Tight End: Kansas City, San Diego, Oakland, Denver
Travis Kelce looks to be every part of the next great complete NFL tight end, catching 72 passes in 2015 while starting all 16 games for the first time. Despite starting just four games last season, Antonio Gates continues to be ageless. Losing Ladarius Green hurts but the selection of Hunter Henry in this year's draft will help San Diego keep Gates productive and healthy. What is supposed to be a breakout 2016 got off to a bad start when a freak accident left Clive Walford needing surgery, but all signs point to the sophomore tight end being ready to go when training camp rolls around. Owen Daniels and Vernon Davis are gone in Denver, replaced by former reserves Virgil Green and Jeff Heuerman; an unknown and unproven duo who combine for 35 career catches, all of which belong to the former.
Offensive Line: Oakland, San Diego, Denver, Kansas City
The Raiders have built one of the NFL's best offensive line units, highlighted by the interior wrecking crew of Gabe Jackson, Rodney Hudson and Kelechi Osemele. They had to overpay to bring back left tackle Donald Penn, but the money is worth the continuity. A revolving door of who's who in 2015, the Chargers offensive line (similar to the rest of the team) could be in line for a big improvement in 2016 if healthy. They're returning four starters with just veteran center Matt Slauson a newcomer. The Broncos redid their line in the offseason, bringing in Russell Okung and Donald Stephenson in free agency to join Matt Paradis and Max Garcia along with rookie Connor McGovern on the refurbished line. Okung could bring consistency to the left tackle spot but, as Seahawks fans know, health is the $48 million dollar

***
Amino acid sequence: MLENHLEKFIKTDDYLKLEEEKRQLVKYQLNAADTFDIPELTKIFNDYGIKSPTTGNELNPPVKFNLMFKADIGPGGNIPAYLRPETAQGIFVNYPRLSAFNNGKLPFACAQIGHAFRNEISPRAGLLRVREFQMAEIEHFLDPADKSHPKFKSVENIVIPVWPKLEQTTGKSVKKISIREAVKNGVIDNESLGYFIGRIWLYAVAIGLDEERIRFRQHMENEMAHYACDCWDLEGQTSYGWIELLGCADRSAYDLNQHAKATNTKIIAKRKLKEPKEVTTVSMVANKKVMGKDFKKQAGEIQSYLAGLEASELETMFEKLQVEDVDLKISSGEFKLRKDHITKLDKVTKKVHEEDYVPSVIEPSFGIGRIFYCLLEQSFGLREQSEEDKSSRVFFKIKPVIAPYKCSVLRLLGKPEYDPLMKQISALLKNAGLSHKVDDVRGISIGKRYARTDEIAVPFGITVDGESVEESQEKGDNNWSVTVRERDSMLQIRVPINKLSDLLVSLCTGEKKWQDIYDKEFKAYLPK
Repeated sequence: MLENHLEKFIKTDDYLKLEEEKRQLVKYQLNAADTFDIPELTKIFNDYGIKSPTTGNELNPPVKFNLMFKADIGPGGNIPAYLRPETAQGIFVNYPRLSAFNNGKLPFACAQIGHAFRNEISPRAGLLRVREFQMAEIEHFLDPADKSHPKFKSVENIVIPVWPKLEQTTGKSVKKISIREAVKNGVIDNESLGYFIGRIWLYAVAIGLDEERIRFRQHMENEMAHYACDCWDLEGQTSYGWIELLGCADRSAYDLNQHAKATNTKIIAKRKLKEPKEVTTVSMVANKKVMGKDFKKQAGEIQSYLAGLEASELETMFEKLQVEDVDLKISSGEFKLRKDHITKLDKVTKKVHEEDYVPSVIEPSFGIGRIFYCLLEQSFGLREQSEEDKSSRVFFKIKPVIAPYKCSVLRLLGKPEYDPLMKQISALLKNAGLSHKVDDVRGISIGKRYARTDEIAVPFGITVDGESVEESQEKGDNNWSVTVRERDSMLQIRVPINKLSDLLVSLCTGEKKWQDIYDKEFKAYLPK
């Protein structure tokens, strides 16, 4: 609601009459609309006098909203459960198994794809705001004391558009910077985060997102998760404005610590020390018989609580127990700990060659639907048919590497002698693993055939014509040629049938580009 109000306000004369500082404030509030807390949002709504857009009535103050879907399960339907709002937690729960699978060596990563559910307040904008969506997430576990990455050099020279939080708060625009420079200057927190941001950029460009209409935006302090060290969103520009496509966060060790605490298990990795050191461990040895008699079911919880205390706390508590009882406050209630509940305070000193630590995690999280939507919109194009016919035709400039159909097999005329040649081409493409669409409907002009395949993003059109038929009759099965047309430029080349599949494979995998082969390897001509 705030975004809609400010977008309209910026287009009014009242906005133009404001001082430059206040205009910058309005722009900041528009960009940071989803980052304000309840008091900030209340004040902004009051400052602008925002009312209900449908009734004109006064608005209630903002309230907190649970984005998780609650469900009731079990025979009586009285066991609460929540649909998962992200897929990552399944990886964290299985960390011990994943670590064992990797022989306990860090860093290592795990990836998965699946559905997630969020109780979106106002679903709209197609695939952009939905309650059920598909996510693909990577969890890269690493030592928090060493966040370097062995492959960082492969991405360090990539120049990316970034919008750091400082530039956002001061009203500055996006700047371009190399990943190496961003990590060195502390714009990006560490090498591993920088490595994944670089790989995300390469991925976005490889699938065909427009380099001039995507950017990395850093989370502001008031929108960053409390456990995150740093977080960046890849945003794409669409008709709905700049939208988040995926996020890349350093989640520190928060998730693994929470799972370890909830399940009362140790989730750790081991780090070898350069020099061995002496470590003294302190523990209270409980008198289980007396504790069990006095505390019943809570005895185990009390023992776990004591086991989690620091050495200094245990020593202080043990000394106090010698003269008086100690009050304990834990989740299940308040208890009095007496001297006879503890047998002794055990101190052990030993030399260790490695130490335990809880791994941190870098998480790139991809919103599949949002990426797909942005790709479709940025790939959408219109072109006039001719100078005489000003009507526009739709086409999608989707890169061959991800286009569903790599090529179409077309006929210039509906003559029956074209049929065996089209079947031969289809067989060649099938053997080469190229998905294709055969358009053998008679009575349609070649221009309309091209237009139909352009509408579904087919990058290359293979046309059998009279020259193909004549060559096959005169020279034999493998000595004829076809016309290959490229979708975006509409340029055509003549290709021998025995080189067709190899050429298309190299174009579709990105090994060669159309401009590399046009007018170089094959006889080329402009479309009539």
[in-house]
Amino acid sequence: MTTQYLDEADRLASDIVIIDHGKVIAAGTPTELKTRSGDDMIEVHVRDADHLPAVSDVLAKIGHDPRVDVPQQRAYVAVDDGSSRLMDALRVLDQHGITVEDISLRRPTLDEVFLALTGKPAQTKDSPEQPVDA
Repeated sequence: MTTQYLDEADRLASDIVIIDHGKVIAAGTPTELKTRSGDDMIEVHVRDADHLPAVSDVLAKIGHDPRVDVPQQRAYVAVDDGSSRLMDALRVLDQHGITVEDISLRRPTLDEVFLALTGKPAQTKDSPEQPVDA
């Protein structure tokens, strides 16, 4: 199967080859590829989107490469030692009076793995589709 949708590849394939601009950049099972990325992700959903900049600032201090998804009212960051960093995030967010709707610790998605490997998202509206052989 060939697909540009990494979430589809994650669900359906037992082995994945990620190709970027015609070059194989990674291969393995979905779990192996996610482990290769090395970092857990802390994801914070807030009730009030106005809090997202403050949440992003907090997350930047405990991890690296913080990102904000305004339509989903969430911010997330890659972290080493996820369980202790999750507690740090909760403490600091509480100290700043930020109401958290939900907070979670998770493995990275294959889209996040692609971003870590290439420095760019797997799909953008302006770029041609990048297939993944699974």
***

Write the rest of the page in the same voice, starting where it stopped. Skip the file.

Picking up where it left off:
option question. The Chiefs upgraded the right tackle spot in free agency, replacing Stephenson with Mitch Schwartz. Beyond that it's a worry, highlighted by Eric Fisher again being trotted out at left tackle.
Defensive Line: Oakland, Denver, Kansas City, San Diego
After suffering a scary season-ending neck injury last season, Raiders defensive end Mario Edwards was cleared to play in 2016 earlier this offseason. He'll again be joined by Justin Ellis, who enjoyed one of the better seasons for run-stuffers in 2015, and Dan Williams. With one of the game's premier pass rushers in Khalil Mack on the other side, the Raiders are building a fearsome defensive line. Despite losing Maliek Jackson in free agency, the Broncos look to be in good shape at that spot heading into 2016. Derek Wolfe resigned for a fraction of what he could've gotten on the open market, Sylvester Williams is a force in the middle, and Jared Crick was brought in from Houston to replace Jackson at a fraction of the price. Both Dontari Poe and Jaye Howard played the best football of their career's last year, with the latter turning it into a payday and the former to follow. With veteran Allen Bailey occupying the other side, and rookie Chris Jones waiting in the wings, the Chiefs should be as formidable as ever in run defense this year. Corey Liuget has been one of the best defenders on a bad Chargers defense for several years, and San Diego has rewarded him by getting him some help. Brandon Mebane was signed in free agency and the team used the third overall selection on Joey Bosa in this year's draft.
Linebacker: Denver, Kansas City, Oakland, San Diego